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Tommy Hilfiger on Innovation, Instant Gratification and Courting the Instagram Generation

Designer Tommy Hilfiger is not settling on the traditional fashion cycle or apparel operations to preserve the youthful presence of his namesake brand.

At the “Tommy Hilfiger: The Power of Disruption,” panel during the NRF Big Show 2018 on Tuesday, Hilfiger and Michelle Peluso, senior vice president and chief marketing officer of IBM, discussed how Hilfiger pursued disruption and innovation to keep his brand fresh and relevant to Millennial consumers worldwide. The panel highlighted Hilfiger’s stance on youth culture, his experimentation with the see now, buy now model and technology’s role in the brand’s engagement efforts.

Despite retail’s uncertainty, Hilfiger emphasized the importance of connecting with youth culture—and delivering on consumers’ expectations with the brand’s “classic Americana-meets-pop culture” image.

“Whether you are a retailer, manufacturer, brand, you have to evolve without losing your face. I wanted to keep the brand young, so I surrounded myself with young people,” Hilfiger said. “I wanted to continually evolve and looking at what is next and always listening to the consumer. Rejuvenation and disruption has served us very well.”

To keep his brand’s youthful aesthetic over the years, Hilfiger tapped celebrities for his ad campaigns. Notable past faces have included Beyoncé, Brittany Spears and other stars who played a role in the late ’90s and early ’00s music culture. Today, the brand is still using influencers, like model Gigi Hadid, in its campaigns, however, social media is the primary channel used to connect with consumers.

“The way to connect with the youth is through social media today. We speak to today’s millennial generation with inspiring campaigns,” Hilfiger added. “It’s a combo of tech, influencers, our need to have fun, it’s fueled by my fear of aging up, I wanted to keep the brand young, because keeping the brand young would keep it alive.”

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Delivering on consumer demands is also no easy feat—and Hilfiger decided to turn the traditional fashion cycle on its head and pursue the see now, buy now model to get his products to consumers in a speedy manner.

[Read more about see now, buy now: See Now, Buy Now’s Double-Sided Effect on the Fashion Industry]

Two years ago, Tommy Hilfiger shook up New York Fashion Week with an immersive show experience, where consumers experienced a carnival and purchased looks straight off the runway. Unlike the traditional fashion cycle, the show enabled consumers to interact, view and buy products on the spot, rather than wait months for products to come out. During the show, consumers could buy apparel, accessories and footwear from Hilfiger’s Fall 2016 collection and the exclusive TommyXGigi line. Despite taking the risk, it paid off well for Hilfiger, who provided consumers with relevant and stylish products at their fingertips.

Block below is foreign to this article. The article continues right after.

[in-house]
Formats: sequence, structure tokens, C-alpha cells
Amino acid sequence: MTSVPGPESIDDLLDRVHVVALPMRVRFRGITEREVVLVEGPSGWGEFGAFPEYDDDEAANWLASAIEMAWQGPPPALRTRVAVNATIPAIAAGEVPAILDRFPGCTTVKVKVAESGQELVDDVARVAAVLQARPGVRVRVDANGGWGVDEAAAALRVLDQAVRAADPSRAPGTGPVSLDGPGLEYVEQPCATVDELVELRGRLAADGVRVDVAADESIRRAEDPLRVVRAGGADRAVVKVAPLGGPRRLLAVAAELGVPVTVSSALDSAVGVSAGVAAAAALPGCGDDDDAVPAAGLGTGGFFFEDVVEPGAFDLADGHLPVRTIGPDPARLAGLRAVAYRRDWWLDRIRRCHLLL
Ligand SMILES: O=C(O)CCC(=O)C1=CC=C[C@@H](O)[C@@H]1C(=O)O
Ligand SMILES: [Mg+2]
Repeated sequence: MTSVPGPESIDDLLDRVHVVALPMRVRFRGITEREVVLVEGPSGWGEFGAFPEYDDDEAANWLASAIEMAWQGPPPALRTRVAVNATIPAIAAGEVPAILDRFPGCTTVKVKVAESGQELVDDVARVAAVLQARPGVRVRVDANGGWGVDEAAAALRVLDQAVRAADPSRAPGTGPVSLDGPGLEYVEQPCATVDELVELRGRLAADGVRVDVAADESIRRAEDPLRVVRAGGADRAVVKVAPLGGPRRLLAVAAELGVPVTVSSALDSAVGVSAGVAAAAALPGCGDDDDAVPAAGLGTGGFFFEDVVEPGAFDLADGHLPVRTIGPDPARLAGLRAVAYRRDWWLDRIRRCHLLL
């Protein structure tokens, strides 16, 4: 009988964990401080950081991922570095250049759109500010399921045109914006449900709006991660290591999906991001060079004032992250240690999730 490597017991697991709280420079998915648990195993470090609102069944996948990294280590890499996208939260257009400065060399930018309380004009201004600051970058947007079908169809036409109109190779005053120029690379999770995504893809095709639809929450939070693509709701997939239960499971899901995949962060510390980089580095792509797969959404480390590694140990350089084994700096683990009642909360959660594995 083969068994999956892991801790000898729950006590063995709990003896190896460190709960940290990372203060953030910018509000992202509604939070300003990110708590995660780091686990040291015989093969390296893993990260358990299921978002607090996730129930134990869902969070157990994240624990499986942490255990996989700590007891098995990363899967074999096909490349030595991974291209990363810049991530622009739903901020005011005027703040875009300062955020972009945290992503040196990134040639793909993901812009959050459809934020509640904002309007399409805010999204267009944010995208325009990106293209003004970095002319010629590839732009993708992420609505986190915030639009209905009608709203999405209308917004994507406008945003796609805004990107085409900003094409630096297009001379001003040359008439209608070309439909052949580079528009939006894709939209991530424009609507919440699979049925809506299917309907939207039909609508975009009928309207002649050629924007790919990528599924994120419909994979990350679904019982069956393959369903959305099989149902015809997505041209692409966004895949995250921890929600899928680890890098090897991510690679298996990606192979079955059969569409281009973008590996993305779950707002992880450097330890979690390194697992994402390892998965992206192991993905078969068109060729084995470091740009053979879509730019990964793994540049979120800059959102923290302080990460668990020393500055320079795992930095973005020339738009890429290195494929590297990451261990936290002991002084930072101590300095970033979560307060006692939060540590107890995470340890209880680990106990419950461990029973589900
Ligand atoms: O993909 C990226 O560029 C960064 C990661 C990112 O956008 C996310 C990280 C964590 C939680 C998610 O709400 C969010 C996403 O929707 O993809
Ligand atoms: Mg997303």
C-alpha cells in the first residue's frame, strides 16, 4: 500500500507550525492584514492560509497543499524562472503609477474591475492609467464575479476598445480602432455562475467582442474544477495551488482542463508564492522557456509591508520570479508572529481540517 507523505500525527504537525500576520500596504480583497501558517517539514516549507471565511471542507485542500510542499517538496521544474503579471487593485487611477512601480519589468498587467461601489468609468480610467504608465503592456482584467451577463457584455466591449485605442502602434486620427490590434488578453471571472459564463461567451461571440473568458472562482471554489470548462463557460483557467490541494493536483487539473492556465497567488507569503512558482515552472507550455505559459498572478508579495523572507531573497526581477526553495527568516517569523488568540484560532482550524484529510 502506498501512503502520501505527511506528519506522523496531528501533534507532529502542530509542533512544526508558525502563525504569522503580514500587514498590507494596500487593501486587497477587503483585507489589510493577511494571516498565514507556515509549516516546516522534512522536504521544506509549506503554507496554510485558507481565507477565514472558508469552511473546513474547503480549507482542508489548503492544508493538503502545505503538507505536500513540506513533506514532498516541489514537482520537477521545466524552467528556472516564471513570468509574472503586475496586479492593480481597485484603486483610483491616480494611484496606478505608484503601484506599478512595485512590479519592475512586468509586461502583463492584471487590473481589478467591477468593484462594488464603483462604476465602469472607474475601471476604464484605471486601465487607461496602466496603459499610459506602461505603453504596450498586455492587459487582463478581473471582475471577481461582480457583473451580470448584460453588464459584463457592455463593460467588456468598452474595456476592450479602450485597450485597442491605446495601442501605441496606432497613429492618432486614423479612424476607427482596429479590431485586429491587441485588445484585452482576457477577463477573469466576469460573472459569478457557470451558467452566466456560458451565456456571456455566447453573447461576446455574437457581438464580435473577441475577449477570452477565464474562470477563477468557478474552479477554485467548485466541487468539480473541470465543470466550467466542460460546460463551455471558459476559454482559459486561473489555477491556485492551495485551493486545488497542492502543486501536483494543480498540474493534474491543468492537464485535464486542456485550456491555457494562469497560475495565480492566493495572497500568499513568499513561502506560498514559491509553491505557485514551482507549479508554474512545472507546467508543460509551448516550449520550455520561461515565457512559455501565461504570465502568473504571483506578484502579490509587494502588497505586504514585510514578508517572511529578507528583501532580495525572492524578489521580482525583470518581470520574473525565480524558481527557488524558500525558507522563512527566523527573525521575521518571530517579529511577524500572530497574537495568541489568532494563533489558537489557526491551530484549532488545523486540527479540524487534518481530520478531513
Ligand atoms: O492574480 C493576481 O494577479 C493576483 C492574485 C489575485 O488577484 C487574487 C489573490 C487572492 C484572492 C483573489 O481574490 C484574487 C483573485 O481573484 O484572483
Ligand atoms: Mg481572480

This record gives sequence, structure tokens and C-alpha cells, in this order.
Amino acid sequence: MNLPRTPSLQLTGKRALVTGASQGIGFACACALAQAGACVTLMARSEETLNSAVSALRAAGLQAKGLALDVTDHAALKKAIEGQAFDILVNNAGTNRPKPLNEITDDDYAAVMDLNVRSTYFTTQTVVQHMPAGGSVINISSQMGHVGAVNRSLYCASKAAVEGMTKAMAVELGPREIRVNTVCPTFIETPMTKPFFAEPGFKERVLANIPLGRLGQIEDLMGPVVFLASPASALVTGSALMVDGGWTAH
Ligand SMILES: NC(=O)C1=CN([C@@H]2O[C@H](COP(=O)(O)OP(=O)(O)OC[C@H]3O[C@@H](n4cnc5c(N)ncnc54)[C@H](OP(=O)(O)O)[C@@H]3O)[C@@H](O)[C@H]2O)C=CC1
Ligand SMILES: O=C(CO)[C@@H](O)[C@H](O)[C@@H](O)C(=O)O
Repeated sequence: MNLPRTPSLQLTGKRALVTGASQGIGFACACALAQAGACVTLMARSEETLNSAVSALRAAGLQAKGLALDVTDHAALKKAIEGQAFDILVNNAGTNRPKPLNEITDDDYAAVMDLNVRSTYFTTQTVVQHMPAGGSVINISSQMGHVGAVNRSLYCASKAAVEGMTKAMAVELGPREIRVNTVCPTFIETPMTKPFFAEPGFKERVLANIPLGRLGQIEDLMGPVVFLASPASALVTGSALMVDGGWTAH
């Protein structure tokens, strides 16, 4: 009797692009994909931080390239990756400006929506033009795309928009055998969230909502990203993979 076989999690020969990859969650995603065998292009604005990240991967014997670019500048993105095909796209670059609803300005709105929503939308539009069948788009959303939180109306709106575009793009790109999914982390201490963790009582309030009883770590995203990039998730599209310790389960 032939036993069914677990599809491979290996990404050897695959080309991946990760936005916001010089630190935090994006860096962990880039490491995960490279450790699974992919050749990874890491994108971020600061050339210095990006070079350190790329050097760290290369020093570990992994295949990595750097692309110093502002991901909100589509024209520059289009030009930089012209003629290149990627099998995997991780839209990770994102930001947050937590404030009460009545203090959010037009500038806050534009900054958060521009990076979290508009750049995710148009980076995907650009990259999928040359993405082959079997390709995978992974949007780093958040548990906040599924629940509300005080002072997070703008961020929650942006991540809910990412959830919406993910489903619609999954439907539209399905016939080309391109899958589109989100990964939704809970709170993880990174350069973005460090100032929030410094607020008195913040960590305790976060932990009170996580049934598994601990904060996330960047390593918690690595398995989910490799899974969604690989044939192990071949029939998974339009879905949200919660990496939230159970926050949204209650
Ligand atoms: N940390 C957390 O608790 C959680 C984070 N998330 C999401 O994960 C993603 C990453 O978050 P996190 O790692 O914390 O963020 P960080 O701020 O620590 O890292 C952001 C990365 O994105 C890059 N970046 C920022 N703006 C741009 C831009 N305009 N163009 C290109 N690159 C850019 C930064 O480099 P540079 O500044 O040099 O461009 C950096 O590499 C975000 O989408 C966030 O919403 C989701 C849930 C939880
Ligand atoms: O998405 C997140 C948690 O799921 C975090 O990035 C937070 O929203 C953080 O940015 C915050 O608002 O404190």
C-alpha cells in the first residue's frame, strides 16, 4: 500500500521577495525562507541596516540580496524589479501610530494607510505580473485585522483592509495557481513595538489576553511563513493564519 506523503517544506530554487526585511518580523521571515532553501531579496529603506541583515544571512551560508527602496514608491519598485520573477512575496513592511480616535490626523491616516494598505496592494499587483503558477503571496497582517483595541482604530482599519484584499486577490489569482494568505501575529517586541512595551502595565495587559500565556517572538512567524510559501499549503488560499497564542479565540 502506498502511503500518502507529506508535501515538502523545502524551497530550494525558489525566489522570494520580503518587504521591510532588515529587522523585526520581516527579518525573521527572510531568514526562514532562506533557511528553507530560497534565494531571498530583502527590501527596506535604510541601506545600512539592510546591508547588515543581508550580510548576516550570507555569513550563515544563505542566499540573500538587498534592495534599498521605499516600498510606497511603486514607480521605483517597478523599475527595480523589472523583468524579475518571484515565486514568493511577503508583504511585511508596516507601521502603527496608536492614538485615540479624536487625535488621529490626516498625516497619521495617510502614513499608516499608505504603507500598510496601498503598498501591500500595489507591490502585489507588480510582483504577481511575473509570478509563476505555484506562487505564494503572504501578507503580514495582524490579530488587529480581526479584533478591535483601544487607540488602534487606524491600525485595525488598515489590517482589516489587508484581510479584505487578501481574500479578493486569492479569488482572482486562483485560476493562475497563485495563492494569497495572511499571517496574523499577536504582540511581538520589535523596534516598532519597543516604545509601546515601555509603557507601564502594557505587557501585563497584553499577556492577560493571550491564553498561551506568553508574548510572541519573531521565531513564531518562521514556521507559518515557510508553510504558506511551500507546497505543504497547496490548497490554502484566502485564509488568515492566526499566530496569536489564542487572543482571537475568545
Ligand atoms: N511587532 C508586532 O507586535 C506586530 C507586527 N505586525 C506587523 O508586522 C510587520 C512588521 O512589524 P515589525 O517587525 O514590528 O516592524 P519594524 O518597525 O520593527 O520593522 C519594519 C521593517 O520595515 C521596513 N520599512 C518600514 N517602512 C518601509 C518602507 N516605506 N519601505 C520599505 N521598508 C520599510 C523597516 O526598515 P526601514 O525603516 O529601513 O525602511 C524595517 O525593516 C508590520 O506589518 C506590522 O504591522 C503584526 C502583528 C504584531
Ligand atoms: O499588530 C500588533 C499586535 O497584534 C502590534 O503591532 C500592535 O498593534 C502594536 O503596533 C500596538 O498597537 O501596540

“What we realized was that the consumer wants immediate gratification and want great experiences. The see now, buy now works for us as a brand, it’s true to our DNA,” Hilfiger said. “It’s the new way of retailing—if you are waiting for consumers to come into the store, you are waiting for a long time. I want them to be able to see something on the runway, click and buy it.”

In addition to disruption, innovation has played a crucial part in the Tommy Hilfiger brand story. Following retail’s uncertainty, Hilfiger has pursued tech to stay agile and elevate consumer experiences.

According to Fashion United,  Tommy Hilfiger, IBM and the Fashion Institute of Technology (FIT) Infor Design and Tech Lab recently announced a collaborative AI project—”Reimagine Retail,” which involves the use of AI to identify, upcoming fashion trends and take the apparel design process to the next level. With the project, FIT students used IBM Research AI tools and a library of Tommy Hilfiger product and runway images to develop designs with AI.

Last year, Tommy Hilfiger teamed up with tech company Slyce to create a customized visual search app for its Venice Beach fashion show. The resulting Runway Recognition app allowed consumers to immediately buy the looks they liked from the show. Features of the app included activated 2-D and 3-D visual search capabilities, a “list building” functionality so consumers could snap, save and shop the runway items they liked and a direct pathway to the brand’s e-commerce platform for a seamless shopping journey.

“Many years back, we decided we should be technically advanced, because we were on the cusp of change in retail,” Hilfiger said, adding embracing technology early put the company on a different trajectory then its competitors. “AI, Snapshot and all the tremendous technology has been a benefit to the brand.”